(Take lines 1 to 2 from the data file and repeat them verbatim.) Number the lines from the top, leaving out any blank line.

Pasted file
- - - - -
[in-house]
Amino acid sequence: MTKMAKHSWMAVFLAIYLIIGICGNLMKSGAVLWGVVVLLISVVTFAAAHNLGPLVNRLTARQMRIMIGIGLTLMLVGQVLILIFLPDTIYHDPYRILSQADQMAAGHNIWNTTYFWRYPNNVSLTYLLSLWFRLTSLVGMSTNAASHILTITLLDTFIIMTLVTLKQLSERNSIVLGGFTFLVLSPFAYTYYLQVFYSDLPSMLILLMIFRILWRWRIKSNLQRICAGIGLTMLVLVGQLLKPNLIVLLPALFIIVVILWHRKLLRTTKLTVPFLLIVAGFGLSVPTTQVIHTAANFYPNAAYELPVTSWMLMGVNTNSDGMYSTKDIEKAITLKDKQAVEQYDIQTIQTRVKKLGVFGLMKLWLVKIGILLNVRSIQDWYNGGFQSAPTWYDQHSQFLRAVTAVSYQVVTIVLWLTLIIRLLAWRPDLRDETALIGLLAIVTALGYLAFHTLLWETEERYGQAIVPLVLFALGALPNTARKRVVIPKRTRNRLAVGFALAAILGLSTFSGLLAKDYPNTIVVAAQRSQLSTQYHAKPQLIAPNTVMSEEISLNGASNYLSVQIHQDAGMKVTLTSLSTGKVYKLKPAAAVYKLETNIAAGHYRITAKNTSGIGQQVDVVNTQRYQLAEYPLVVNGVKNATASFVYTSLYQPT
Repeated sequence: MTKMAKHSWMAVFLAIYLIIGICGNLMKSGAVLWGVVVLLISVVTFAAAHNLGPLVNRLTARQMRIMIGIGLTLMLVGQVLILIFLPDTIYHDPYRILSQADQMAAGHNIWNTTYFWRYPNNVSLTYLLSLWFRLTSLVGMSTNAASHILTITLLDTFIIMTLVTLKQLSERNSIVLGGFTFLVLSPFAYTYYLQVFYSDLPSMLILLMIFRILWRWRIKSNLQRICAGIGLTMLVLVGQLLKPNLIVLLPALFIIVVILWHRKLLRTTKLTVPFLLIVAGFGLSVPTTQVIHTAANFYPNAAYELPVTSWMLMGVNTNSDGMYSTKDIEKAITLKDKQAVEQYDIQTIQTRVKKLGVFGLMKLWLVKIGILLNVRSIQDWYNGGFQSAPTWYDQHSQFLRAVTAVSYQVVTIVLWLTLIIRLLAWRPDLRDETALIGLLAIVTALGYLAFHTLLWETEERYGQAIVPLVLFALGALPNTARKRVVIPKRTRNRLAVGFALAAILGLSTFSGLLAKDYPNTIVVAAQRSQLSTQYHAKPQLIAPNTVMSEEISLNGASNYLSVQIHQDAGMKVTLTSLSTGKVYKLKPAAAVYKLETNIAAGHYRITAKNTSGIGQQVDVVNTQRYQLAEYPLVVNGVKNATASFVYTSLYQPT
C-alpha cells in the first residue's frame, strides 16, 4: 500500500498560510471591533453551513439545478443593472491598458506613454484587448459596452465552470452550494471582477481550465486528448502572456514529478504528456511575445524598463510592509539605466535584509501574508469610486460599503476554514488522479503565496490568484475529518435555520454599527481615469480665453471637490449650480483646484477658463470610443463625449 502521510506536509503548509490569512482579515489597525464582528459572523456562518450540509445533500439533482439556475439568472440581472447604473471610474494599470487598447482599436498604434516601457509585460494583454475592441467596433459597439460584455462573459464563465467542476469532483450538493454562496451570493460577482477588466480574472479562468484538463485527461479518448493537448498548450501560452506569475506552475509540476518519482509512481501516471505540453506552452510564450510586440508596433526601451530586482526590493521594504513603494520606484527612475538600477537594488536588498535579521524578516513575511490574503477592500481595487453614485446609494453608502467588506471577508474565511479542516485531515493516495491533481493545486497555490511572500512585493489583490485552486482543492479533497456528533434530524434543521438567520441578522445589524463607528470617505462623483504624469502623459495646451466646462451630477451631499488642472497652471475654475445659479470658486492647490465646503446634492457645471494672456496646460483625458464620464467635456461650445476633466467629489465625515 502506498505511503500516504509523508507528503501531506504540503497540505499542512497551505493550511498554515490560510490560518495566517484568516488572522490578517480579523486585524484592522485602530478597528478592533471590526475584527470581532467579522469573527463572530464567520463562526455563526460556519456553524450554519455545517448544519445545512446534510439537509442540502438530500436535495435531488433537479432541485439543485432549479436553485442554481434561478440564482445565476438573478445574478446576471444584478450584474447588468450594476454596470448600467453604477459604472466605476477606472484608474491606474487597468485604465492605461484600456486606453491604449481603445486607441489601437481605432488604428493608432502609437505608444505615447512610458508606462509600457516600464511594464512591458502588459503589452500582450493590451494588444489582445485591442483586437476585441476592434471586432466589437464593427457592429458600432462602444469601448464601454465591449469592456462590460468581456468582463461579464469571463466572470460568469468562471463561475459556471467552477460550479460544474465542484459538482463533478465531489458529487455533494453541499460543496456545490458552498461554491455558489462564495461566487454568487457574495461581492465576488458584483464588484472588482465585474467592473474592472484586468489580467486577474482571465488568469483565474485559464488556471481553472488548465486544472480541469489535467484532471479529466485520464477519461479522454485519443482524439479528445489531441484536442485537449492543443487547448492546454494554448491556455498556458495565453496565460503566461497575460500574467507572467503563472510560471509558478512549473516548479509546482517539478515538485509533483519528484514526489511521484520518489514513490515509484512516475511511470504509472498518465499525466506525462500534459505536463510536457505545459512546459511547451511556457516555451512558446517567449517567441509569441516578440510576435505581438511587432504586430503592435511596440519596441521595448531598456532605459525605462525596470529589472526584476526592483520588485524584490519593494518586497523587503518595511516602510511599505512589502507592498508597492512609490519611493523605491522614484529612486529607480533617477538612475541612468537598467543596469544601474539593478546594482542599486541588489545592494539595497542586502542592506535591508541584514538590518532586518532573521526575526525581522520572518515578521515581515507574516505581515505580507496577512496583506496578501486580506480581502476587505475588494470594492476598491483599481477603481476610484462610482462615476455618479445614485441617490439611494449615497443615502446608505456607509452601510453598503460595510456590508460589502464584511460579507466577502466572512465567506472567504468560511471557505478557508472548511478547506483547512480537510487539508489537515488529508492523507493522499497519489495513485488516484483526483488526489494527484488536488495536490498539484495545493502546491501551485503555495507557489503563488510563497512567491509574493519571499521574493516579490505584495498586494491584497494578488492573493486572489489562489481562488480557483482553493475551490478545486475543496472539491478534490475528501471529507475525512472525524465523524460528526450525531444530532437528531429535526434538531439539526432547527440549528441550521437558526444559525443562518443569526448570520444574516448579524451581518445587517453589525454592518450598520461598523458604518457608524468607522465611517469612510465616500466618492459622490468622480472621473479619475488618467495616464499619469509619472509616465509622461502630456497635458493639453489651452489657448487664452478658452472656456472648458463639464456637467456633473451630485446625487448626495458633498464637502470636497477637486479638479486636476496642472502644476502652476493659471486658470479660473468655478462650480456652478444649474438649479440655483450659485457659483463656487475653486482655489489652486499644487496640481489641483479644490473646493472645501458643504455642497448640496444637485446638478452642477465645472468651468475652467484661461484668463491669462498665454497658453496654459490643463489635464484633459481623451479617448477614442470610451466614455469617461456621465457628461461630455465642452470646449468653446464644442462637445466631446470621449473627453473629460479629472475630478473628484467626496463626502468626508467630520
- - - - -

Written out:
[in-house]
Amino acid sequence: MTKMAKHSWMAVFLAIYLIIGICGNLMKSGAVLWGVVVLLISVVTFAAAHNLGPLVNRLTARQMRIMIGIGLTLMLVGQVLILIFLPDTIYHDPYRILSQADQMAAGHNIWNTTYFWRYPNNVSLTYLLSLWFRLTSLVGMSTNAASHILTITLLDTFIIMTLVTLKQLSERNSIVLGGFTFLVLSPFAYTYYLQVFYSDLPSMLILLMIFRILWRWRIKSNLQRICAGIGLTMLVLVGQLLKPNLIVLLPALFIIVVILWHRKLLRTTKLTVPFLLIVAGFGLSVPTTQVIHTAANFYPNAAYELPVTSWMLMGVNTNSDGMYSTKDIEKAITLKDKQAVEQYDIQTIQTRVKKLGVFGLMKLWLVKIGILLNVRSIQDWYNGGFQSAPTWYDQHSQFLRAVTAVSYQVVTIVLWLTLIIRLLAWRPDLRDETALIGLLAIVTALGYLAFHTLLWETEERYGQAIVPLVLFALGALPNTARKRVVIPKRTRNRLAVGFALAAILGLSTFSGLLAKDYPNTIVVAAQRSQLSTQYHAKPQLIAPNTVMSEEISLNGASNYLSVQIHQDAGMKVTLTSLSTGKVYKLKPAAAVYKLETNIAAGHYRITAKNTSGIGQQVDVVNTQRYQLAEYPLVVNGVKNATASFVYTSLYQPT